ol is an HTML tag that is used to create an ordered list. This tag is useful for creating outlines and other structured or numbered lists. It is possible to specify a specific type of ordering to include Arabic numbers, lower-case alphabetic, upper-case alphabetic, lower case roman numerals, or upper case roman numerals.

See also: dd, dir, dl, dt, li, menu, ul


The ol tag does not have any required HTML attributes. It does, however have numerous allowable attributes. Some of the most commonly used attributes are now deprecated in favor of Cascading Style Sheets.


In its simplest form, to use the ol tag simply place opening and closing HTML tags around a series of list items (which use the li tag). However, it can be a little tricky when dealing with nested lists. If you have lists inside of lists, be sure that you enclose each nested list entirely within an li tag. For example:

Simple Example


Complex Example

<ol type="I">
  <li>Upper-Case Roman Numerals 1</li>
  <li>Upper-Case Roman Numerals 2
    <ol type="A">
      <li>Upper-Case Alpha 1</li>
      <li>Upper-Case Alpha 2
        <ol type="1">
          <li>Arabic Numerals 1</li>
          <li>Arabic Numerals 2
            <ol type="i">
              <li>Lower-Case Roman Numerals 1</li>
              <li>Lower-Case Roman Numerals 2
                <ol type="a" start="2">
                  <li>Lower-Case Alpha 1</li>
                  <li>Lower-Case Alpha 2</li>
                  <li>Lower-Case Alpha 3</li>
              <li>Lower-Case Roman Numerals 3</li>
          <li>Arabic Numerals 3</li>
      <li>Upper-Case Alpha 3</li>
  <li>Upper-Case Roman Numerals 3</li>

The above example would show a series of nested lists each ordered by the identifier specified by the attribute in the ol tag. Notice that in the Lower Case Alpha list, the start attribute was set to "2" which will start the "numbering" of this list at the second value - in this case "b". You can see this in action below.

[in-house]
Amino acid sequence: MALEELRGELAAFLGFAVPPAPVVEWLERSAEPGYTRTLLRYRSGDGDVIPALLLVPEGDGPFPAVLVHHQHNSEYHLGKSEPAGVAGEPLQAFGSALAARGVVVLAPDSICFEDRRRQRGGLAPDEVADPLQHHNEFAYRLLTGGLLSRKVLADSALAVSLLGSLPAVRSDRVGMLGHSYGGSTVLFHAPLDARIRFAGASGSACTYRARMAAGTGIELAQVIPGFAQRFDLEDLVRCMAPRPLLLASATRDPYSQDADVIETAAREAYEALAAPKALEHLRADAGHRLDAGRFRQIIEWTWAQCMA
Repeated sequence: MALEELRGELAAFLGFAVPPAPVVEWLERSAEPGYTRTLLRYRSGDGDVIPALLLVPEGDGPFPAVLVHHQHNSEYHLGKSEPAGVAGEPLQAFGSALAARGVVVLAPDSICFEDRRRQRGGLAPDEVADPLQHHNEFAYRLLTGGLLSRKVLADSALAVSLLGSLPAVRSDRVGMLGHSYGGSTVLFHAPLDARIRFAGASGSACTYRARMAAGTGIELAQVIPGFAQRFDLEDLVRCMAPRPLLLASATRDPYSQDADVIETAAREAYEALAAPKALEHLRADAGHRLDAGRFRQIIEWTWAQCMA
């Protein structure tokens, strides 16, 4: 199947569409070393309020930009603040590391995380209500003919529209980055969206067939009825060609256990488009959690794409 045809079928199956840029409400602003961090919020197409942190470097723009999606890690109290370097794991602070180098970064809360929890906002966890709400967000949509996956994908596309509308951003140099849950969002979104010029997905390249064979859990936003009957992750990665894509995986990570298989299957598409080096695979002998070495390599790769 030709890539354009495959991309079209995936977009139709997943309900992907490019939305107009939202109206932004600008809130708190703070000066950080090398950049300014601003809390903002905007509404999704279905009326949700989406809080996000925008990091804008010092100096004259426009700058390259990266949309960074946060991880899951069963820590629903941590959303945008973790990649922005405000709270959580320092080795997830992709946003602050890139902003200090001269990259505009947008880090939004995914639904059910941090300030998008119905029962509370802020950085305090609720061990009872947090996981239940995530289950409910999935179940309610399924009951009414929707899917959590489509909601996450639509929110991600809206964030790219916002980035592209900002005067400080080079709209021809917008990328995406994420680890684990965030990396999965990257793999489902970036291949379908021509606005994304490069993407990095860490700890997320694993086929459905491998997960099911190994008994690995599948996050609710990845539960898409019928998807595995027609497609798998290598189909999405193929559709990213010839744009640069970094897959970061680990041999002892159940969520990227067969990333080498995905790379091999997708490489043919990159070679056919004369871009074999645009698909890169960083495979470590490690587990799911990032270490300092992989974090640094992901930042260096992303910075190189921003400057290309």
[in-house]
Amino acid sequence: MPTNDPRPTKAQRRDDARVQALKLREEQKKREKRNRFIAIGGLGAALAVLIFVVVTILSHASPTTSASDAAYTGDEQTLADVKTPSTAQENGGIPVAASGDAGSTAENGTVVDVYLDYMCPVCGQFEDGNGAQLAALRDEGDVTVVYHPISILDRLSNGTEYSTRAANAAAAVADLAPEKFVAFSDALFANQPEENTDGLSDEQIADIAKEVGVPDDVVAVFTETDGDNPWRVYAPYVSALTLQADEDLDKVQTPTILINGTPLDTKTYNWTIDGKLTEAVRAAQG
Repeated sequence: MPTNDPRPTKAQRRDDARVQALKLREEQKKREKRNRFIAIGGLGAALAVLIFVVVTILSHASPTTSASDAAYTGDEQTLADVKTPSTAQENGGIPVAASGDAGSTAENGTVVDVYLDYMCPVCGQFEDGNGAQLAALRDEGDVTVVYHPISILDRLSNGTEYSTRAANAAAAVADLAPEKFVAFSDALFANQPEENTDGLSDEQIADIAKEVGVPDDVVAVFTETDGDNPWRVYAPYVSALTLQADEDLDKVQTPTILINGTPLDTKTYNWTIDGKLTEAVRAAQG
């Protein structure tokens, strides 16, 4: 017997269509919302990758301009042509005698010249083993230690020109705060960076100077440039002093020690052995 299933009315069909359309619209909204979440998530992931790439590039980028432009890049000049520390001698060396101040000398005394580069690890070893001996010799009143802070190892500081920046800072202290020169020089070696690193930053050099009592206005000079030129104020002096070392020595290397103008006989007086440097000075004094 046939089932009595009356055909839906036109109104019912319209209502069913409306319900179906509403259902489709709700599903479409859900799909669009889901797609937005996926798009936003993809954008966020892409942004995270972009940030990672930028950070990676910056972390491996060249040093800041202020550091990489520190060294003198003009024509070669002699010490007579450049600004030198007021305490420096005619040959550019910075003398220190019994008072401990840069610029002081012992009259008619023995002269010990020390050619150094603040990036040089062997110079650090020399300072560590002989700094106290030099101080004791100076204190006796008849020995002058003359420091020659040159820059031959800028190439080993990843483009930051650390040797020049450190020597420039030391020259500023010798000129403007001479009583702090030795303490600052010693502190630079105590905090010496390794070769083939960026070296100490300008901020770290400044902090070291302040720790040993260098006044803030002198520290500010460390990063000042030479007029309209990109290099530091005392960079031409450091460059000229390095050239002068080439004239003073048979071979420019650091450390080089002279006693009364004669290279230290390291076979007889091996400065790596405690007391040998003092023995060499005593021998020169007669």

See also: this and this.

Everything2 Support?

E2 does provide limited support for the ol tag. In addition, it provides support for the type and start attributes. Below is how your browser displays the example above here on Everything2:

Simple Example

  1. One
  2. Two
  3. Three

Complex Example

  1. Upper-Case Roman Numerals 1
  2. Upper-Case Roman Numerals 2
    1. Upper-Case Alpha 1
    2. Upper-Case Alpha 2
      1. Arabic Numerals 1
      2. Arabic Numerals 2
        1. Lower-Case Roman Numerals 1
        2. Lower-Case Roman Numerals 2
          1. Lower-Case Alpha 1
          2. Lower-Case Alpha 2
          3. Lower-Case Alpha 3
        3. Lower-Case Roman Numerals 3
      3. Arabic Numerals 3
    3. Upper-Case Alpha 3
  3. Upper-Case Roman Numerals 3

If you would like to use this tag with any of its other attributes or with style sheets, you can do so in your Notelet Nodelet.

Common Browser Implementations*

Most web browsers support this tag, as it has been around since HTML 2.0. Most browsers will display the ordered lists in the same general manner though you may see minor differences between platforms, operating systems, and browsers.

Previous HTML Tag: object (previous E2 supported HTML tag: li)
Next HTML Tag: optgroup (next E2 supported HTML tag: p)
See Also: HTML tags and HTML attributes

* Please feel free to send me information about how other browsers implement this tag.

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